The Pearson correlation is appropriate when both variables being compared are of a continuous level of measurement (interval or ratio). Use the Levels of Measurement tab to learn more about determining the appropriate level of measurement for your variables.
Running Pearson Correlation in SPSS
Interpreting the Output
The results will generate in a matrix. You can ignore any boxes that show a "1" as the correlation value as these are simply the variable correlated with itself. These values will form a diagonal across the matrix that can be used to help you focus on the correct values. You only need to explore the correlation values on half of the matrix. APA Style uses the bottom half.
With the release of SPSS 27, users now have the option to only produce the lower half of the table, which is in line with APA Style and makes it easier to identify the correct correlation values.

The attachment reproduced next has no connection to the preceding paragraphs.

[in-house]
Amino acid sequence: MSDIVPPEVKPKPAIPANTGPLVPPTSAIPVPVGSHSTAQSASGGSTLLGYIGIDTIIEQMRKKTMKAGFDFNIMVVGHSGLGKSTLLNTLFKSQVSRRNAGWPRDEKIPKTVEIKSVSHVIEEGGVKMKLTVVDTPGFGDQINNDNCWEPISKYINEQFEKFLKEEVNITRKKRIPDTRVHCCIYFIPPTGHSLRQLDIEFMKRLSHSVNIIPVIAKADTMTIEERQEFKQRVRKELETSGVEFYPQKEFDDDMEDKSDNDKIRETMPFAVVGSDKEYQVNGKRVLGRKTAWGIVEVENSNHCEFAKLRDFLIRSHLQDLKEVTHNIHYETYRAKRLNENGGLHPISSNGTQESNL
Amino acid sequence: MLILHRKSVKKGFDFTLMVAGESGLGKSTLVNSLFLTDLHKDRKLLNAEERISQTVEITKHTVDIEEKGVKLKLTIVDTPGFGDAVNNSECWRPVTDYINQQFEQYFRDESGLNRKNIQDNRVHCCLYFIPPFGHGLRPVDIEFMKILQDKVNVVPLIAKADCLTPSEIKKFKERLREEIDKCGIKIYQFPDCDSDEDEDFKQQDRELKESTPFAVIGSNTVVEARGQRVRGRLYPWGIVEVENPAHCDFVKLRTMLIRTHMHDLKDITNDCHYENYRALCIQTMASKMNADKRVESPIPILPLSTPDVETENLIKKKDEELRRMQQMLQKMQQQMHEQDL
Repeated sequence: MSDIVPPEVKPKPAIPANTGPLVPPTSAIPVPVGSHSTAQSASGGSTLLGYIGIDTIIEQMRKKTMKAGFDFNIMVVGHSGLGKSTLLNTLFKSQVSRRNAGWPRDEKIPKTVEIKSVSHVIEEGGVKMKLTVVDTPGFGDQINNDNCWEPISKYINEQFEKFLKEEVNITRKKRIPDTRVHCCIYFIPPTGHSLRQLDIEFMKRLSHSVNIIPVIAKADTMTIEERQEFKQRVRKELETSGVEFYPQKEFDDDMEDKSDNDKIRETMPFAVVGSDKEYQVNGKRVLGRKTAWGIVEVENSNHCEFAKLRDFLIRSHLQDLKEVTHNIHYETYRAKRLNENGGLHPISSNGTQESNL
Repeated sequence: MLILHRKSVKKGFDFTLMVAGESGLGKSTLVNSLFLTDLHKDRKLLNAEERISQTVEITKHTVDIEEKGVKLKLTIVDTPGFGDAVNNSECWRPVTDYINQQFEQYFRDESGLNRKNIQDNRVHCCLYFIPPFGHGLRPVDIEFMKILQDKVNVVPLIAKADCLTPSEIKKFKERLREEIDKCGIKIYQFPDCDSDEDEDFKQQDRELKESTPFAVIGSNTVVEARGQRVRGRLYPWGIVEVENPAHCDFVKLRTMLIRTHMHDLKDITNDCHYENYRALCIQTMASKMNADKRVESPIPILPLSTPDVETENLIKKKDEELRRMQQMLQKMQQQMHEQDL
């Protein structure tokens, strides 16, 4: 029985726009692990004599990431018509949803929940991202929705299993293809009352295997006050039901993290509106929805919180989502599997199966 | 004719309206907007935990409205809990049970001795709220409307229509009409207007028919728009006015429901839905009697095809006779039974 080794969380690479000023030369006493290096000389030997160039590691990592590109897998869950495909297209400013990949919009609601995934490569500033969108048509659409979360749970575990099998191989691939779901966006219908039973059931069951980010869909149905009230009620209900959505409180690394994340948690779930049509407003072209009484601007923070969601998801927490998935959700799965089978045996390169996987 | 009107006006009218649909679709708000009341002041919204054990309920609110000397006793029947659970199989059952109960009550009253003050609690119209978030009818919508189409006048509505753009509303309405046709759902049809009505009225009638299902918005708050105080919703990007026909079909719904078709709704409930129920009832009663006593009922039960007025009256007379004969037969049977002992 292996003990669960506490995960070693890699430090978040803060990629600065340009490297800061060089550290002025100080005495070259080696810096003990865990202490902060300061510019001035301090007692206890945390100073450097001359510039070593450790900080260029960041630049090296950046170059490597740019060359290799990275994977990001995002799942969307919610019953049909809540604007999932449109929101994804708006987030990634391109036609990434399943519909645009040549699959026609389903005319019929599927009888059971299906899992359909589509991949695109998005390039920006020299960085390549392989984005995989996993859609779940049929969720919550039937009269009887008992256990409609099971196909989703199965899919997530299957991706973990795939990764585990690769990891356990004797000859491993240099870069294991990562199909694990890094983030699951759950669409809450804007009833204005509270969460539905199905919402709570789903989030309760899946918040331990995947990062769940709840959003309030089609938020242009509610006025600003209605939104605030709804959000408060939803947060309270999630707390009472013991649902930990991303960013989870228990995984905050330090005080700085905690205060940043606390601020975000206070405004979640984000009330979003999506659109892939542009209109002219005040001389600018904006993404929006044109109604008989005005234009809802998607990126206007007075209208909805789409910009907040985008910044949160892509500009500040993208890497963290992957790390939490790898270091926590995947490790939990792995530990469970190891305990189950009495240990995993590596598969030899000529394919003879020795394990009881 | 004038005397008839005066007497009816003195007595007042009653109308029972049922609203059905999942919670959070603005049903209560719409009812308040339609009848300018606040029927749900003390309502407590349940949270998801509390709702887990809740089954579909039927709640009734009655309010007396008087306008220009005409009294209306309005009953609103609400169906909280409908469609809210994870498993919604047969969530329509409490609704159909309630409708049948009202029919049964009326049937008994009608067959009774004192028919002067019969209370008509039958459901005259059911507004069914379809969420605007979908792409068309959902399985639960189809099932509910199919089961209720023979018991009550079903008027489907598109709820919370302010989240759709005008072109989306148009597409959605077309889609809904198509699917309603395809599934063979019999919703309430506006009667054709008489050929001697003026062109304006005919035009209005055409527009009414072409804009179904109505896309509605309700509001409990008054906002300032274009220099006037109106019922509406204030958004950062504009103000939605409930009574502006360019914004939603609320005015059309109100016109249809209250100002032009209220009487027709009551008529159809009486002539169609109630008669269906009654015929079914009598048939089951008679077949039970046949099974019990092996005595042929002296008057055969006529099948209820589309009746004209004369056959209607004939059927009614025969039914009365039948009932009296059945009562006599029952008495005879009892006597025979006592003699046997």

When reporting the results of the correlation analysis, APA Style has very specific requirements on what information should be included. Below is the key information required for reporting the Pearson Correlation results. You want to replace the red text with the appropriate values from your output.
r(degrees of freedom) = the r statistic, p = p value.
A Pearson product-moment correlation was run to determine the relationship between ice cream sales and shark attacks. There was a moderate, positive correlation between ice cream sales and the number of shark attacks, which was statistically significant (r(13) = .706, p < .05).